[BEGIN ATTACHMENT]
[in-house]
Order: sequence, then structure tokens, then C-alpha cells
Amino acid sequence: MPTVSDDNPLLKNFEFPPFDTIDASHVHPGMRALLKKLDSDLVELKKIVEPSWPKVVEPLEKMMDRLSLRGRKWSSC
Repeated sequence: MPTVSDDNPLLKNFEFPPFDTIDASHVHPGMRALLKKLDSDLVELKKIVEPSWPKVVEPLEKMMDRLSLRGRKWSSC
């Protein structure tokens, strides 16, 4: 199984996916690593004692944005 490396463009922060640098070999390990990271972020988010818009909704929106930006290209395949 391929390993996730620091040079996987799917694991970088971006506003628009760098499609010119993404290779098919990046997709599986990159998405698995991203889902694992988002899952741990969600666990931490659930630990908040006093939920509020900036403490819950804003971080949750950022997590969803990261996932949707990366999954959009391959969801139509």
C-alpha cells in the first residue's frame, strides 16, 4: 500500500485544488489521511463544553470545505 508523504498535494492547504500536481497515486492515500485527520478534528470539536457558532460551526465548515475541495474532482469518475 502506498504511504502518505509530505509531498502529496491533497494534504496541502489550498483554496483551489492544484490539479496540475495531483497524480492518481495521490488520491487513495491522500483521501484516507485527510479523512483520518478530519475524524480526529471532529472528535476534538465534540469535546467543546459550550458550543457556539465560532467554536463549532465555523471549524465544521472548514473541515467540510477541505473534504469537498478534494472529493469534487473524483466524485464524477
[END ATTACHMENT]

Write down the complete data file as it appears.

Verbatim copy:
[in-house]
Order: sequence, then structure tokens, then C-alpha cells
Amino acid sequence: MPTVSDDNPLLKNFEFPPFDTIDASHVHPGMRALLKKLDSDLVELKKIVEPSWPKVVEPLEKMMDRLSLRGRKWSSC
Repeated sequence: MPTVSDDNPLLKNFEFPPFDTIDASHVHPGMRALLKKLDSDLVELKKIVEPSWPKVVEPLEKMMDRLSLRGRKWSSC
């Protein structure tokens, strides 16, 4: 199984996916690593004692944005 490396463009922060640098070999390990990271972020988010818009909704929106930006290209395949 391929390993996730620091040079996987799917694991970088971006506003628009760098499609010119993404290779098919990046997709599986990159998405698995991203889902694992988002899952741990969600666990931490659930630990908040006093939920509020900036403490819950804003971080949750950022997590969803990261996932949707990366999954959009391959969801139509």
C-alpha cells in the first residue's frame, strides 16, 4: 500500500485544488489521511463544553470545505 508523504498535494492547504500536481497515486492515500485527520478534528470539536457558532460551526465548515475541495474532482469518475 502506498504511504502518505509530505509531498502529496491533497494534504496541502489550498483554496483551489492544484490539479496540475495531483497524480492518481495521490488520491487513495491522500483521501484516507485527510479523512483520518478530519475524524480526529471532529472528535476534538465534540469535546467543546459550550458550543457556539465560532467554536463549532465555523471549524465544521472548514473541515467540510477541505473534504469537498478534494472529493469534487473524483466524485464524477